Elliot van Emden, the Apprentice candidate who arrived on the show with the tag of super-soft “Tory boy” has admitted a lack of killer instinct may have led to him getting the elbow.
Van Emden spent less than a year working as an intern for former Prime-Minister-turned-national-hate-figure David Cameron, with the Daily Mail even suggesting the lawyer was too “soft” for the world of politics.
And he became the third casualty of the series after the boy’s team – Graphene: the worst team name in Apprentice history – led by new addition and Michael Caine glasses-twin Michaela Wain, fell woefully short in a task all about robots. The challenge was simple enough: design a prototype robot to sell to major retailers along with a smaller toy robot product. Alright, maybe it was a bit trickier than most.
The challenge was simple enough: design a prototype robot to sell to major retailers along with a smaller toy robot product. Alright, maybe it was a bit trickier than most.
But while the boys managed to bag their desired toy to sell to the retailers ahed of the girls of Vitality spread, their prototype robot was a disaster from the off. “It went wrong at the very beginning choosing the over 60s market,” Elliot told loaded. “The girls chose the youth market and that held much more appeal.”
After one half of the boys team settled on a yoga-loving robot for OAPs called Jeffrii, the other half of the team took it upon themselves to rename it Siimon and then spent hours arguing over what should feature on the board that was supposed to go alongside their pitch.
Vitality weren’t much better, but they at least decided to settle on a youth market and didn enough in the pitch to earn some big sales.
With time running out to put their pitch board together, Graphene settled on a terrible, difficult to read colour scheme for a board that was half empty and riddled with spelling errors – it looked like something cooked up by a new graduate heading off to their first big interview.
“We also produced the worst board for a pitch in Apprentice history. You couldn’t read it, the spelling was bad and the logo wasn’t great,” Elliot admits. “We spent a bit of time talking about the name change. Charles and I wrote down exactly everything that should have gone on the board. You saw me tell Michaela that we were running out of time.”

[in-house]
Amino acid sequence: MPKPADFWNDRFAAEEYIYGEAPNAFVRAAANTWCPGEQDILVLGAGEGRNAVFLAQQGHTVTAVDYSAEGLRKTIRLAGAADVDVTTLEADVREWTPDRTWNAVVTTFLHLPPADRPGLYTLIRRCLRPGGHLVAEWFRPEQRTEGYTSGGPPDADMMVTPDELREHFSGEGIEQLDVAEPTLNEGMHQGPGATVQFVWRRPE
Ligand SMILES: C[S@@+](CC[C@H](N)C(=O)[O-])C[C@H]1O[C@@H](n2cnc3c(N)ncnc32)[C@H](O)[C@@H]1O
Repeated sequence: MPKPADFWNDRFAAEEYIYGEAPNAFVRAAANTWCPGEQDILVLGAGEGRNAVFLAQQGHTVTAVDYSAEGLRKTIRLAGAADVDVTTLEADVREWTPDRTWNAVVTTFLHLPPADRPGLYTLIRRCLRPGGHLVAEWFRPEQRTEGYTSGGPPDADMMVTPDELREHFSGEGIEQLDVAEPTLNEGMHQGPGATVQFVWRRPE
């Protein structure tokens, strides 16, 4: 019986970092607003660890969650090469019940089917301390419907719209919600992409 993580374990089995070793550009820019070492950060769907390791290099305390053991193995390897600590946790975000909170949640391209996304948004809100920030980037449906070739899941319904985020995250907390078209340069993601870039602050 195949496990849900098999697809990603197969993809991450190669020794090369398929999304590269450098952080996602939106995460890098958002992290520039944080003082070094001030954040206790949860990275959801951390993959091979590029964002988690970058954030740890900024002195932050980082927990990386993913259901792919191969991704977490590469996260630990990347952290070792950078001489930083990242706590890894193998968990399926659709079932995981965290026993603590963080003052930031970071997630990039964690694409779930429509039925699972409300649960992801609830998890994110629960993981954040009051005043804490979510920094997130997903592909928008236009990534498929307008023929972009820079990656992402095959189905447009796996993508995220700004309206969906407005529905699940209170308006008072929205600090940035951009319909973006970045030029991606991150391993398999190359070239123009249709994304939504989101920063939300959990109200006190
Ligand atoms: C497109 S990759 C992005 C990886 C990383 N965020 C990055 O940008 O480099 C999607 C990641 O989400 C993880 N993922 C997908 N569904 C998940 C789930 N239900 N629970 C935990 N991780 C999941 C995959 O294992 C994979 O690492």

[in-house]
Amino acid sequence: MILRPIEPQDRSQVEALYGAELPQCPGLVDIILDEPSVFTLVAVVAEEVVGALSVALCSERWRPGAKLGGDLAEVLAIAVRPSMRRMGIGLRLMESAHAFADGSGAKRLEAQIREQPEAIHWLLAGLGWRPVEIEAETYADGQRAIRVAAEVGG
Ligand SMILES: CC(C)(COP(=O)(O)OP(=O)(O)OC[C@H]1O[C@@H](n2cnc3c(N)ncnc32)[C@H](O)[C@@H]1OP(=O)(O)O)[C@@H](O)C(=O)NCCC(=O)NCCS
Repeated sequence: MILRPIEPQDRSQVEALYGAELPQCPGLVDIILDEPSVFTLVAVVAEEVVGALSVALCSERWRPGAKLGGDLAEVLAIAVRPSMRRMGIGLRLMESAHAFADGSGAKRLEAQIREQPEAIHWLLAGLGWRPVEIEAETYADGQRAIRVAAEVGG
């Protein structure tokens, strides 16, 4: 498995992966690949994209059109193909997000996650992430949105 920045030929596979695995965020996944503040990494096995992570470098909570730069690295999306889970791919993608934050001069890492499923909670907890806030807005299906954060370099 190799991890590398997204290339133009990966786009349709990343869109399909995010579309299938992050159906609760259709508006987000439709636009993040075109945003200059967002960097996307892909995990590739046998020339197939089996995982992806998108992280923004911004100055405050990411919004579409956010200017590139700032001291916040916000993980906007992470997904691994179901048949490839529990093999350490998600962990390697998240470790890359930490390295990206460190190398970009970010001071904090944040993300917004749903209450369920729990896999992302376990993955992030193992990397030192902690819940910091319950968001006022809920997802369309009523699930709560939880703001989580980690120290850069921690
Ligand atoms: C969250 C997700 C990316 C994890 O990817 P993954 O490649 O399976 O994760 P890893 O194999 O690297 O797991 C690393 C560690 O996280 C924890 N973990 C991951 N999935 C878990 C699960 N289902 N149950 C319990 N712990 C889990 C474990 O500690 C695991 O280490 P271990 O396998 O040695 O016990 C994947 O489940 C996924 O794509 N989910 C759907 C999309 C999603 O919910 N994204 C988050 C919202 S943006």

Unfortunately, viewers also saw Elliot do little to actually fix the problem. They also saw him and the rest of the gang flounder in the pitches. Mainly because their robot was crap. “In the pitch, the actual robot itself didn’t have the right mix of functions and that was down to Harrison,” he admits.
Teammate Harrison was only too happy to throw Elliot under the bus for this particular task, claiming he didn’t contribute much in the way of anything to their work but Elliot thinks the opposite is true. “The problem wasn’t the name change, it was that the robot was already programmed to say Jeffrii which was wasn’t great – I blame Harrison for that.”
Harrison evidently should have assumed his ideas would be labelled crap – they have been for much of the series so far. “He saw me as a threat and decided to take his shot in the boardroom,” Elliot told us, putting a positive spin on what amounted to workplace bullying.
Brought back alongside Harrison and Michaela, there was only ever likely to be one outcome, though Elliot has no regrets about his softly-softly approach. “I’m quite considered in what I say, I’m not afraid of articulating my viewpoint but I’m not going to talk for the sake of talking,” he said.
Given The Apprentice’s propensity for enlisting loudmouths as candidates, that may have been his first mistake.
“But I was up against two very big characters. Lord Sugar felt I had contributed less to the task. It was unjustifiable. I was on the team that chose the small robot but didn’t get to sell it and then I was on the team selling the big robot but never got a chance to choose its functions.”
Elliot isn’t about to give up though – he’s moving forward with the plan for the business he planned to set up with Lord Sugar and has big plans for the future. loaded wishes him the best of luck.
The Apprentice continues next week
Loaded staff writer Jack Beresford has produced content for Lad Bible, Axonn Media and a variety of online sports and news media outlets.